The use of this measurement will seem unfamiliar and even distasteful at first, but we may benefit by having a clearer, more tactile notion of how far is travelled in a day or an hour. Common use during the campaign will overcome resistance to the measure’s use, while adding a medieval flavour to the game’s atmosphere.
The table shown indicates the distance that can be travelled either per day or per hour, per action point of the slowest member of the party. Travel can be done at four different paces: at an amble, at normal speed, in a hurry or in a rush. It is good to remember that a day of travel indicates ten hours of combined movement and rest.
An ambling pace allows many stops, opportunities to speak with other travellers and locals, and gives a good sense of the environment travelled through. This is called discovery, which enables learning by seeing and through communication with others. An ambling party will notice signs and features along the way that might otherwise be missed; and will be less likely to be surprised by an encounter. Furthermore, ambling helps the players to remember a route, and to enjoy themselves as they journey.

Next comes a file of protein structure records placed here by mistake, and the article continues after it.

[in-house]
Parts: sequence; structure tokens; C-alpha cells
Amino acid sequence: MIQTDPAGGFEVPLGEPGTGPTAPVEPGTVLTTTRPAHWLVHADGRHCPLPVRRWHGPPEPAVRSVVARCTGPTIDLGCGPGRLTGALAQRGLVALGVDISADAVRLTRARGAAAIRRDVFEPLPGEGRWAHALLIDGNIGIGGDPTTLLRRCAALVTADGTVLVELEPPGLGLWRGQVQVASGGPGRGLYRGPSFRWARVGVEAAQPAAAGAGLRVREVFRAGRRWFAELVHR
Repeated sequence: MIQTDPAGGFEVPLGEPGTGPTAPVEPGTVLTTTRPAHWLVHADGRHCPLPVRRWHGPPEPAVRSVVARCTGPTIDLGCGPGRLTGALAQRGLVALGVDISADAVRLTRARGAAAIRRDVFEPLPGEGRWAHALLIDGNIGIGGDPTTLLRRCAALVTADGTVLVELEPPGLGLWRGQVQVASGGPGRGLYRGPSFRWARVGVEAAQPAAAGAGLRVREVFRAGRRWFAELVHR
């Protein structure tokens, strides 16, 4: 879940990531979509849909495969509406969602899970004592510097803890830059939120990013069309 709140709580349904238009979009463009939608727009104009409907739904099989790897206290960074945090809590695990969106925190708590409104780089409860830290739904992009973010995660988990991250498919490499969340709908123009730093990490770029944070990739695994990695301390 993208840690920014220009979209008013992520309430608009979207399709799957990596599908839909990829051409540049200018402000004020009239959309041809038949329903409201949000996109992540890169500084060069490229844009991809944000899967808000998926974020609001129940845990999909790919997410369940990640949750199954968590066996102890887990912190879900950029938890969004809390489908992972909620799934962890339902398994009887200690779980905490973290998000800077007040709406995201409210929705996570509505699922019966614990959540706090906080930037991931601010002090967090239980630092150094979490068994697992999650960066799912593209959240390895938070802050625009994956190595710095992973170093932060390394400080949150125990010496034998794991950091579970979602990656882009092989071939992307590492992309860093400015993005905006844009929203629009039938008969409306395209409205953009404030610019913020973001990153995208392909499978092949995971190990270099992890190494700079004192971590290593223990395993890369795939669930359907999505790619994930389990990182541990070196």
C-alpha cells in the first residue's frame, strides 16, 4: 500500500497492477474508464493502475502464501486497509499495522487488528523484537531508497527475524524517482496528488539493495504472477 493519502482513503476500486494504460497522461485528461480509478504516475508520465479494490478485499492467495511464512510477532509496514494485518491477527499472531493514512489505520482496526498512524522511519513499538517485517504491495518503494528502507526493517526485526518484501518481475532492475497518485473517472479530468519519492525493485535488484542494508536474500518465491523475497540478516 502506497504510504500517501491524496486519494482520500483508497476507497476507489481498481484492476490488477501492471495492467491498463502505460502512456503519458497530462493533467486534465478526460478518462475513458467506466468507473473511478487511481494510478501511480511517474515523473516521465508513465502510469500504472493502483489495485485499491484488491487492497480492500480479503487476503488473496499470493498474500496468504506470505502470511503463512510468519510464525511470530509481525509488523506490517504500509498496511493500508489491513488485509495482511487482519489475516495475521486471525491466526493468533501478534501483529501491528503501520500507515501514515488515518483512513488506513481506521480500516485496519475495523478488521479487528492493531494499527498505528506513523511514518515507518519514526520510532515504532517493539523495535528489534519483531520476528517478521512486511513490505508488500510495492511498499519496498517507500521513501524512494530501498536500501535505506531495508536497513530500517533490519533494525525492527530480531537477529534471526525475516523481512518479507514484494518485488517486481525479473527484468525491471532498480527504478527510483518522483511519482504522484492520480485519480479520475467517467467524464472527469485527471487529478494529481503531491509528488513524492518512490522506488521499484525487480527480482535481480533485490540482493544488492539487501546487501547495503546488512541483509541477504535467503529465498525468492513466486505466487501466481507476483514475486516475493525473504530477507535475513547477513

A normal pace indicates a good, steady walk of 4 mph. If on foot, eight out of ten hours will be spent walking and two resting and eating. If mounted, the party’s animals may be ridden for up to six hours, walked for two and rested for two. There may be a little time to speak with others moving in the same direction as the party, but little more than a greeting or a quick jibe is given to anyone else. The party will feel moderately footsore at the end of the day, and will have already forgotten the route a few days later.
If in a hurry, the party will reduce their time resting to one hour a day rather than two, using the additional hour to hasten forward. This pace will tire them, so that in the last two hours of the day’s travel they should count their strength reduced by 1 point. They will spend the day overtaking others and, often, appearing somewhat rude to strangers, who will not be noticed as the party moves ahead. Much of the route will not be seen at all.
Finally, moving in a rush cannot be done for more than two hours. This represents the players choosing to push on with all dispatch, in a last, desperate effort to reach a destination, lodging or an encampment before the day’s end. It may also be employed to take the best possible advantage of a day’s fading light. Whatever the length of the rush, the party must rest for twice as long, immediately after ~ this does not, however, compromise a party’s ability to set up camp.
Parties must choose the pace that works best for them, depending on how anxiously they are to arrive at their destination. It is sincerely hoped that the party might recognize that their day can be divided between one pace and another; it is for this reason that distances are given in hours as well as in days.
Forced Activity Checks